Google had a lot of nifty little software features to show off during its Pixel 2 event a couple of weeks back, and one of those new additions was all about music. The feature, called Now Playing, listens for music in the ambient noise it picks up and then does its best to match it with a known song and artist. When you wake your phone, that information is presented on the screen with you even having to ask for it. Now, Kieron Quinn, a member of the XDA Developers forum has managed to crack Google’s music ID vault, revealing the names of the over 17,000 songs that Google saw fit to include in the feature.
The list is (obviously) incredibly long, spanning every possible genre, and includes both well-known artists and more obscure acts. Rest assured that if the song is lighting up your local radio airwaves, it’s almost certainly included in the Pixel 2’s brain, but there are still some very obvious limitations.
Quinn took the opportunity to upload the entire list onto a single webpage, and as you browse the lengthy document you’ll see plenty of names you recognize and probably just as many that you don’t. What all of the included songs have in common is that they’ve achieved, at minimum, a modest degree of popularity, so don’t expect your Pixel 2 to recognize the sound of some random local band or your newest indie addiction.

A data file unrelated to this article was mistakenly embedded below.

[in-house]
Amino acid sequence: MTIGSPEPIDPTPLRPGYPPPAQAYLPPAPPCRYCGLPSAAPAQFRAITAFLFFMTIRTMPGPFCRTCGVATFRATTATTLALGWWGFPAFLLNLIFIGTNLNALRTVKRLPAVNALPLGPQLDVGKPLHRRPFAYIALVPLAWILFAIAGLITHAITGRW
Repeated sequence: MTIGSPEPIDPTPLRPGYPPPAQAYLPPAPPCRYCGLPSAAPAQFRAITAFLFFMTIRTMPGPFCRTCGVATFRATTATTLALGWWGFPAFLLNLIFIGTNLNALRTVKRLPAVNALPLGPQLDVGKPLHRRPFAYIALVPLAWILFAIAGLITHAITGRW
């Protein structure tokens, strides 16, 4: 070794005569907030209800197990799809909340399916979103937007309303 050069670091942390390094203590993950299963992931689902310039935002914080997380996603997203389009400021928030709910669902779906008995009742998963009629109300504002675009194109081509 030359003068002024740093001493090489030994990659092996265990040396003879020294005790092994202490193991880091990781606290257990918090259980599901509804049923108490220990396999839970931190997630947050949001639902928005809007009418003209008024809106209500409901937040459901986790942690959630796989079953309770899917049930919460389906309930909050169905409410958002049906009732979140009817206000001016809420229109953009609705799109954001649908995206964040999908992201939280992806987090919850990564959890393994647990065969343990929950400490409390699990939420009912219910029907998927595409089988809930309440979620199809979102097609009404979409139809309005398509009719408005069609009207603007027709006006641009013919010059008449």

17,000 might sound like a lot, but it’s really just a tiny drop in a very large bucket. Spotify, for example, boasts over 30 million songs in its streaming catalog. That means that if you were to pick any song at random from Spotify, there’s less than one-tenth of one percent chance that your Pixel 2 would know what it is. Not terribly great odds.
Google has said that it could always expand its song ID list later, and as new hit tunes pop up it’ll likely have to do just that, but there’s no signs that this handy little feature will replace the likes of Shazam any time soon.